Bd of Educ v. Teachers FednAnnotate this Case
89 N.Y.2d 370 (1996)
675 N.E.2d 1202
653 N.Y.S.2d 250
Board of Education for the City School District of the City of Buffalo, Respondent, v. Buffalo Teachers Federation, Inc., Appellant.
Court of Appeals of the State of New York.
Argued October 10, 1996
Decided December 19, 1996.
Bredhoff & Kaiser, P.L.L.C. (Robert H. Chanin and Andrew D. Roth, of the District of Columbia Bar, admitted pro hac vice, of counsel), and Robert W. Klingensmith, Jr., Buffalo, for appellant.
Hodgson, Russ, Andrews, Woods & Goodyear, LLP, Buffalo (Karl W. Kristoff, Benjamin M. Zuffranieri, Jr., and Jeffrey F. Swiatek of counsel), for respondent.
Nancy E. Hoffman, Albany, and Jerome Lefkowitz for Civil Service Employees Association, Inc., Local 1000, AFSCME, AFL-CIO, amicus curiae.
James R. Sandner, New York City, J. Christopher Meagher and Melinda G. Gordon for New York State United Teachers, amicus curiae.
Furlong and Delmonte, P. C., Williamsville (Adrianne E. Stella of counsel), for Buffalo Council of Supervisors and Administrators, amicus curiae.
Jay Worona, Albany, and Kate Gaffney for New York State School Boards Association, Inc., amicus curiae.
Chief Judge KAYE and Judges SIMONS, TITONE, SMITH, LEVINE and CIPARICK concur.
Defendant Buffalo Teachers Federation, Inc. (Union), appeals from an order of the Appellate Division. It affirmed a judgment of Supreme Court declaring that plaintiff, Board of Education for the City of Buffalo (Board), is not obligated to approve or fund the collective bargaining agreement reached by the parties in September 1990. At the center of this long-standing dispute are provisions in the Taylor Law (Civil Service Law § 201 ; § 204-a ), as applied to the negotiated salary provisions contained in the controverted agreement.
On or about September 1, 1990, negotiating teams for the Union and Buffalo School District reached a four-year agreement, which the Union membership ratified on September 3, 1990. Prior to the Superintendent's execution of the proposed agreement, it was considered by the Board, which by a 5-4 vote then refused to give its approval on September 26, 1990. The Union filed an improper practice charge with the Public *374 Employment Relations Board (PERB) in October 1990. The charge of failure to bargain in good faith stemmed from allegations that the School District's chief negotiator sought from the outset to undermine the agreement and that this tactic led to the Board's ultimate narrow rejection of the pact. On September 23, 1991, PERB sustained the improper practice charge, and ordered "that the District execute, upon BTF's demand, a document embodying the agreements reached by the parties" (24 PERB ¶ 3033, at 3068). PERB declined to order that the Board implement the agreement, however, on the ground that it lacked jurisdiction to direct that remedy.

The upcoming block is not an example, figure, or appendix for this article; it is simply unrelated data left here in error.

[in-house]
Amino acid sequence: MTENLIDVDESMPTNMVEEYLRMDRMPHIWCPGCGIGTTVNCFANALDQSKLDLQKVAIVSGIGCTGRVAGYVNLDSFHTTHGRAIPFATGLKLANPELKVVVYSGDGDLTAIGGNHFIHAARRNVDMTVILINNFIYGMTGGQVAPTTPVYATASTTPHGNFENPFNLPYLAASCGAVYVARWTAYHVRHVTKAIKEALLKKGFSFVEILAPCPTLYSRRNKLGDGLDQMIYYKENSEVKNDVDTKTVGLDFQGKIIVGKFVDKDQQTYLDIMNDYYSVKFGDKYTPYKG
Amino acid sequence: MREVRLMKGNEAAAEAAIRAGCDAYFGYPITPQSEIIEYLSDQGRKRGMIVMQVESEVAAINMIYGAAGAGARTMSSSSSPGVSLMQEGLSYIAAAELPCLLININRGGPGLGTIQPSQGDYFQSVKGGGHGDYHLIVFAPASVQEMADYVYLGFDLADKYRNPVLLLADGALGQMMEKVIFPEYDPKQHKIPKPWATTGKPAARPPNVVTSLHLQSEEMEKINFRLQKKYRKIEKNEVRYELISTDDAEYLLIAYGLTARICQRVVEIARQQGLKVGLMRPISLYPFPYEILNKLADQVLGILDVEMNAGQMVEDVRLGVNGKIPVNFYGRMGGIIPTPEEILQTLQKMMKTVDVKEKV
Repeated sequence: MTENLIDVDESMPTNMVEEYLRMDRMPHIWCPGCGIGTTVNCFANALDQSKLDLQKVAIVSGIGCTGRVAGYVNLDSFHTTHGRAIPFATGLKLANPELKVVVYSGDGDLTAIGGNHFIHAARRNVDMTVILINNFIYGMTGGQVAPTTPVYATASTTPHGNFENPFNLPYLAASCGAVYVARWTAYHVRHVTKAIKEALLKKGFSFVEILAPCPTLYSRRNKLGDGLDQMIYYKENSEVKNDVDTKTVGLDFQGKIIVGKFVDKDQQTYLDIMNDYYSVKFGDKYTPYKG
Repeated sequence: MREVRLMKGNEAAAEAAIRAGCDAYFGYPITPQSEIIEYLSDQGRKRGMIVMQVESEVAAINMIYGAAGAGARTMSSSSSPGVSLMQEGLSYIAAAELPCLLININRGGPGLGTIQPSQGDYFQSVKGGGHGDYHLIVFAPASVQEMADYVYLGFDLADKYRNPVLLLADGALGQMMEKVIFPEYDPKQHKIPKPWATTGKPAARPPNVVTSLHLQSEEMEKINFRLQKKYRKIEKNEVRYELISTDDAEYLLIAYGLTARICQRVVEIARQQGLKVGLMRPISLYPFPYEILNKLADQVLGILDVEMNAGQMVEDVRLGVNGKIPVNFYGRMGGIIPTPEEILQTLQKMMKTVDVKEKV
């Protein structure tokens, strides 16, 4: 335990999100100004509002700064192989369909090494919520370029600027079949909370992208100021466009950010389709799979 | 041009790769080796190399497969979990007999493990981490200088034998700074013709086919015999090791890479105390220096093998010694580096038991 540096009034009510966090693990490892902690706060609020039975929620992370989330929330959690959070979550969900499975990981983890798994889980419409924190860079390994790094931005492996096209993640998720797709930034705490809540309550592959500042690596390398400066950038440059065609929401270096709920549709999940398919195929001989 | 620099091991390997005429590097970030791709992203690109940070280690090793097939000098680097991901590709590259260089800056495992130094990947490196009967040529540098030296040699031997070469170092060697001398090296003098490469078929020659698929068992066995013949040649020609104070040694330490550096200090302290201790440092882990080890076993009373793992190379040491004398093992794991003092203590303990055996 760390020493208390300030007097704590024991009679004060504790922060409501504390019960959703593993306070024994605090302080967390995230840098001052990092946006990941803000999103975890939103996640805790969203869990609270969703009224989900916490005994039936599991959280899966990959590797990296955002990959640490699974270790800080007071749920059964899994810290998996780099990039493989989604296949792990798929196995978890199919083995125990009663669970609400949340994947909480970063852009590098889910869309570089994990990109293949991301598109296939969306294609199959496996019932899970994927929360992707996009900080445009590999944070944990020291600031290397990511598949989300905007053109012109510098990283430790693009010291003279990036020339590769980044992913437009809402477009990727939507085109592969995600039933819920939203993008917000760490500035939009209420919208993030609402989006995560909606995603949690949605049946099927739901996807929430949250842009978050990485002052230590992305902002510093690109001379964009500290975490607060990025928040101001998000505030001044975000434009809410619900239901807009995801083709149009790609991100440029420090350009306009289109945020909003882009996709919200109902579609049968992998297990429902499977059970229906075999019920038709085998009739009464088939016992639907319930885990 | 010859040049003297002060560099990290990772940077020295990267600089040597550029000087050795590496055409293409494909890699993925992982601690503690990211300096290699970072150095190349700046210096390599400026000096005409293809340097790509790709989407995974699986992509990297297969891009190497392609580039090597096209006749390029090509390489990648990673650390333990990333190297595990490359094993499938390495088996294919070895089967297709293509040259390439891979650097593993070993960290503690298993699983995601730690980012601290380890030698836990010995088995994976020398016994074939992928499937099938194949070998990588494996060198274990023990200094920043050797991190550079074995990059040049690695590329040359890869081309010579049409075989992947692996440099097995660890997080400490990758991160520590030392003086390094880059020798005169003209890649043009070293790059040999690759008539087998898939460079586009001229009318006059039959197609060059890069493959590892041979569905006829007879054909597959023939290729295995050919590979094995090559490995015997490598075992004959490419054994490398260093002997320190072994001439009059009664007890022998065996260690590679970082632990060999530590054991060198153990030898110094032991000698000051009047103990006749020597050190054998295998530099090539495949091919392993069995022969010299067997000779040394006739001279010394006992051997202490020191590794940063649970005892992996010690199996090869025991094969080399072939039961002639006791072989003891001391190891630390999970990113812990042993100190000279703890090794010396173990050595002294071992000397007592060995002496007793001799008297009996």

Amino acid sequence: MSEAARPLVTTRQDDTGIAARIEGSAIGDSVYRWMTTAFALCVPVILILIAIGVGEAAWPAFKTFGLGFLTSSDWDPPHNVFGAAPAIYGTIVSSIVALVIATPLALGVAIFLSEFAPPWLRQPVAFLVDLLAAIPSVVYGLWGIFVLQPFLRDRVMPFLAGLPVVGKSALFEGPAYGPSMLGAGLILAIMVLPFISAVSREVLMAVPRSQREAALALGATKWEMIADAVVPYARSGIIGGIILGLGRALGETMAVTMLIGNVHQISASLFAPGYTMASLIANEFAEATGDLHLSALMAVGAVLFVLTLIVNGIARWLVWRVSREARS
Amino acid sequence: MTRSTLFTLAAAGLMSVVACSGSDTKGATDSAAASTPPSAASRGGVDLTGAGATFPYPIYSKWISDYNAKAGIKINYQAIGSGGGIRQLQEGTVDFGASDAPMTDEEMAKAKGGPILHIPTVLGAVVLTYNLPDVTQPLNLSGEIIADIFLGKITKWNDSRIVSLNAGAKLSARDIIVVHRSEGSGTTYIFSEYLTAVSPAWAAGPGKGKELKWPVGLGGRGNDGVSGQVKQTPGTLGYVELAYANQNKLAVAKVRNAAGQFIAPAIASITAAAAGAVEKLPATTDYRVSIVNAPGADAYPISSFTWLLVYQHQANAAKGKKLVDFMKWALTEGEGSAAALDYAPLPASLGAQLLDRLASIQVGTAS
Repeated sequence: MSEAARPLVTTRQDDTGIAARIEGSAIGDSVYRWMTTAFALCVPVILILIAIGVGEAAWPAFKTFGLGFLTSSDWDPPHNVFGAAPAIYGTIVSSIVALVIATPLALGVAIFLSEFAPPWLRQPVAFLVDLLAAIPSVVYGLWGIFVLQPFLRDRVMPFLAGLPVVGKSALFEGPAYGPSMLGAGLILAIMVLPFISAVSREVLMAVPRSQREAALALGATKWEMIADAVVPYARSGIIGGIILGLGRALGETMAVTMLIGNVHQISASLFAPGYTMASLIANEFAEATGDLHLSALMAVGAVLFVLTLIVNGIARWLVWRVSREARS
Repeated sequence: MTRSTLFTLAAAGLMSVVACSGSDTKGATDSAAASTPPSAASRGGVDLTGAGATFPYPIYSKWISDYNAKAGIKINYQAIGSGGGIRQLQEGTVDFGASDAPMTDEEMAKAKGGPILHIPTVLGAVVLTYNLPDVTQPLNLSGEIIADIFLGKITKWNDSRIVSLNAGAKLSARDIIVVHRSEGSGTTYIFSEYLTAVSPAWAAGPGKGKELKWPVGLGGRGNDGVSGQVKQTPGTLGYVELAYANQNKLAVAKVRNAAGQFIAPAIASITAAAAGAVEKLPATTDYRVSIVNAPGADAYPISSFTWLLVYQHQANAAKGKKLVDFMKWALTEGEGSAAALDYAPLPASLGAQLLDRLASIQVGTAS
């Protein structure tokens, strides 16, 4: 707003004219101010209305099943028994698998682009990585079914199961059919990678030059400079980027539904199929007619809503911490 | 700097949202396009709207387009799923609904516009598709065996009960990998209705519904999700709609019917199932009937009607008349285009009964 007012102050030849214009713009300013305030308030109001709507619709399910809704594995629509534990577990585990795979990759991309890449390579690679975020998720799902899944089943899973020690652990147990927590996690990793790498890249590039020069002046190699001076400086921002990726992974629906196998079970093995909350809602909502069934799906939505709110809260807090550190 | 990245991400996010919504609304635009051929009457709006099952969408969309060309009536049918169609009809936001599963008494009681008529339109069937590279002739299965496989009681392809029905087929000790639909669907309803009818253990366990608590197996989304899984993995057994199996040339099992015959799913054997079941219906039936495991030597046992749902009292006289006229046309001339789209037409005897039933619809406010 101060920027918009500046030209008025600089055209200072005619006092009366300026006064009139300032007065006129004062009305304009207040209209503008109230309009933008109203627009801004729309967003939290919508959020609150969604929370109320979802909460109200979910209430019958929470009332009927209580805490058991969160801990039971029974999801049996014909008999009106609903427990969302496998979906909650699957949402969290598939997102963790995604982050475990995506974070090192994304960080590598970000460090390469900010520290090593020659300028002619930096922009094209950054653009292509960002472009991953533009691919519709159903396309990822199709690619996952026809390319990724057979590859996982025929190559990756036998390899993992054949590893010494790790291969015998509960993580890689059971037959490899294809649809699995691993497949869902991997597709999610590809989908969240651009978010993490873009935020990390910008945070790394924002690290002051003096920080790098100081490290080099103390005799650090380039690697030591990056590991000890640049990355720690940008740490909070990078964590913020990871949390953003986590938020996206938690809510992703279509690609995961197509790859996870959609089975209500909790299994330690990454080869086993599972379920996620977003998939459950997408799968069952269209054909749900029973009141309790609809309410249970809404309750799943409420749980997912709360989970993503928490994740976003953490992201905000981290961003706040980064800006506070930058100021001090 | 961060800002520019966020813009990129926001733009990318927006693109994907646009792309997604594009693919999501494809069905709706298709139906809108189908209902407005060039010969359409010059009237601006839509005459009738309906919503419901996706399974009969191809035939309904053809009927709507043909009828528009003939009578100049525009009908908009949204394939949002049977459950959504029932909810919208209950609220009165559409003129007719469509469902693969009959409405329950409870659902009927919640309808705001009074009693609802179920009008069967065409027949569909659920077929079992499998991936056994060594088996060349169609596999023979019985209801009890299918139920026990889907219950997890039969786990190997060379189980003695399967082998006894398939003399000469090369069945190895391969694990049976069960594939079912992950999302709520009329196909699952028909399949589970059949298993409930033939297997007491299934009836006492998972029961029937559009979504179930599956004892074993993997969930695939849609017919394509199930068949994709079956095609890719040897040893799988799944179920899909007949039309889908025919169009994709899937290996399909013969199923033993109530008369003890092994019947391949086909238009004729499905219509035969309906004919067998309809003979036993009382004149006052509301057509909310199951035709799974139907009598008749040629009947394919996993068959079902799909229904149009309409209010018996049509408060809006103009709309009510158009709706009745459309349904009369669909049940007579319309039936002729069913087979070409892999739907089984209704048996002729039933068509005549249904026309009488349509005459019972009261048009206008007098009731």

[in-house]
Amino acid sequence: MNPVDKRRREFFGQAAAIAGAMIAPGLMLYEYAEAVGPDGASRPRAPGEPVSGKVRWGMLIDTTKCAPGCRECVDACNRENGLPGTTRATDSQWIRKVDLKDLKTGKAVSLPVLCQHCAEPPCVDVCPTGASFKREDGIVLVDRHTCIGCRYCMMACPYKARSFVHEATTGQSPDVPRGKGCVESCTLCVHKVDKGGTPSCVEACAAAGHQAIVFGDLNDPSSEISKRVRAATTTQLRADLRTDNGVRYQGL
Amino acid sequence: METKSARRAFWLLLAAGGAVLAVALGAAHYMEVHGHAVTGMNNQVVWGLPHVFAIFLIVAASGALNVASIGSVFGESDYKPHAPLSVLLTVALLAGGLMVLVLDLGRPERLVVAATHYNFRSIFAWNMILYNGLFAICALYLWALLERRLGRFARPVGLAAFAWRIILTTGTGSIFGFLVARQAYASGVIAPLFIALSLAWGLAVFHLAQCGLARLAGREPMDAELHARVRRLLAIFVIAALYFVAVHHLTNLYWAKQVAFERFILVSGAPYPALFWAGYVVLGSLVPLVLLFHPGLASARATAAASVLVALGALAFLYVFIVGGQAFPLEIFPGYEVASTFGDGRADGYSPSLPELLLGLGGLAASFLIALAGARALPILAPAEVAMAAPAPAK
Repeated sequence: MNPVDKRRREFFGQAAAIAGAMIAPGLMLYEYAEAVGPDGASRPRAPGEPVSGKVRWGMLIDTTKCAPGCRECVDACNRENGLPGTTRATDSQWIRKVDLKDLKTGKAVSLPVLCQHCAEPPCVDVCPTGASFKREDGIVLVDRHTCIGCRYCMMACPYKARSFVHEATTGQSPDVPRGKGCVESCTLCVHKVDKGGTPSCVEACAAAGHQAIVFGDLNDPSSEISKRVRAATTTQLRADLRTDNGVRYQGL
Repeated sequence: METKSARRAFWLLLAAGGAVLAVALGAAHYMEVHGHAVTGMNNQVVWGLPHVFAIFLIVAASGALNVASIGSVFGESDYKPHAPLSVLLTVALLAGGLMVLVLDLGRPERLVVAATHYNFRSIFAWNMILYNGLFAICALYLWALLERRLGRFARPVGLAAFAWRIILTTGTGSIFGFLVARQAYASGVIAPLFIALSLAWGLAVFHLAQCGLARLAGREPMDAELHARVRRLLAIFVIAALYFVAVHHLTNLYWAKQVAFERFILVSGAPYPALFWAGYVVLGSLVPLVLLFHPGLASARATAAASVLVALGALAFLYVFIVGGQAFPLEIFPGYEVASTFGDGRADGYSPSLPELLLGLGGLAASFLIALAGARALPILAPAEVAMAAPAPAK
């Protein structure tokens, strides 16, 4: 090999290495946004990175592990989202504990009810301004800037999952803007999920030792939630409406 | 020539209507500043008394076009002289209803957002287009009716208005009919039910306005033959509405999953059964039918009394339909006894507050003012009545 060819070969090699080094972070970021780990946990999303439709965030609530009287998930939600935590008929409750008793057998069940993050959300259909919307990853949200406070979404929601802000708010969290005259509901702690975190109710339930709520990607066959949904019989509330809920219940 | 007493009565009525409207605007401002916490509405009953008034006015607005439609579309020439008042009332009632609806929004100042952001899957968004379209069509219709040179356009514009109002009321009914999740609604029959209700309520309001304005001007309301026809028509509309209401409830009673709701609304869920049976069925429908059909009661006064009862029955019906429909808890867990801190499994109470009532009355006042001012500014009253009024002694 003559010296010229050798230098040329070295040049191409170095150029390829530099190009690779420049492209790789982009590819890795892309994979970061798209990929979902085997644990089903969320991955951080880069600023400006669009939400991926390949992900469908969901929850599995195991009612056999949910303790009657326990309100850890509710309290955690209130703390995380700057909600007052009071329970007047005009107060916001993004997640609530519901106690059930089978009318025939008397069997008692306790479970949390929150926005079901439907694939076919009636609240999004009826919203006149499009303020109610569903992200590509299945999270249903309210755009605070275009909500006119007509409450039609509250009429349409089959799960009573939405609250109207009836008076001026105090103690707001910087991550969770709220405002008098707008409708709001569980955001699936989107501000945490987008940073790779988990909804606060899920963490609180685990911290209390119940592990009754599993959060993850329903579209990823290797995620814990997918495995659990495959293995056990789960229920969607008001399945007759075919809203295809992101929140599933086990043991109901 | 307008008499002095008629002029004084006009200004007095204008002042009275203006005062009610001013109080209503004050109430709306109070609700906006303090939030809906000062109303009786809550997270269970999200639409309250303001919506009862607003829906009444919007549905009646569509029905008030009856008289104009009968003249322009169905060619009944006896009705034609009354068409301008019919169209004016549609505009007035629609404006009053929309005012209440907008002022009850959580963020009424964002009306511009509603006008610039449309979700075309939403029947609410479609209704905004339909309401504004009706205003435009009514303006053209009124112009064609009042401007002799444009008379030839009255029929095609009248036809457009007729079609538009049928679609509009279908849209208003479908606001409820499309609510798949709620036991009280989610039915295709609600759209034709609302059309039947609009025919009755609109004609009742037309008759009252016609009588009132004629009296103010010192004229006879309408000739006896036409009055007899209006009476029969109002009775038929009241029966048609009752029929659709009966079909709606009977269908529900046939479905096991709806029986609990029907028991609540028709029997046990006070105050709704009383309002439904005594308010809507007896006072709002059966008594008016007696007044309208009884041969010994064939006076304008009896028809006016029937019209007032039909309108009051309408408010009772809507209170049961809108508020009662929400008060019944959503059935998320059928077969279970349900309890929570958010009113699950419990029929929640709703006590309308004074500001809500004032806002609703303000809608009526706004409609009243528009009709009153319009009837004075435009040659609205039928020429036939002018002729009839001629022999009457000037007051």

The Board started a judicial proceeding to nullify the PERB determination, but the Appellate Division unanimously confirmed it (Matter of Board of Educ. v Buffalo Teachers Fedn., 191 AD2d 985 , lv denied 82 N.Y.2d 656). The Court "dismiss[ed] the action for a declaratory judgment as premature," noting that "[t]here is no evidence that [the Board] will not implement the provisions of the agreement upon execution" and declined to order such relief in light of the fact that "the record is not developed regarding the issue of legislative approval" (id., at 986).
Thereafter, on September 22, 1993, the Board passed a resolution that "the Superintendent of Schools shall execute on behalf of this District, upon BTF's demand, a document embodying the agreements reached." The Board also, nevertheless, resolved that "pursuant to Civil Service Law Section 204-a.1 the Buffalo Teachers Federation be notified that by the adoption of this Resolution, this Board of Education does not legislatively approve the said agreements and will not implement the said agreements by providing the additional funds therefor."
The Board then returned to court in the action now before us, seeking a declaration that it was under no obligation to legislatively approve of, or provide for, the funding necessary for the increased salaries under the executed 1990 agreement. The Union counterclaimed for a declaration that the Board was obligated to implement the agreement, as duly executed by the parties in accordance with the confirmed PERB directive, retroactive to July 1, 1990.
On cross motions for summary judgment, Supreme Court granted the Board's motion and declared that the Board had no obligation to "legislatively approve or implement [the agreement] by funding;" it denied the Union's cross motion and *375 dismissed the counterclaim. The Union appealed and the Appellate Division affirmed (217 AD2d 366). The Court held that the prior PERB order requiring the District Superintendent to execute the agreement did not effect a legal waiver of the Board's additionally reserved power to approve the agreement (id., at 373). The Court reasoned that although the Board cannot levy taxes, it does possess the authority to allocate funds and such power is legislative (id., at 374).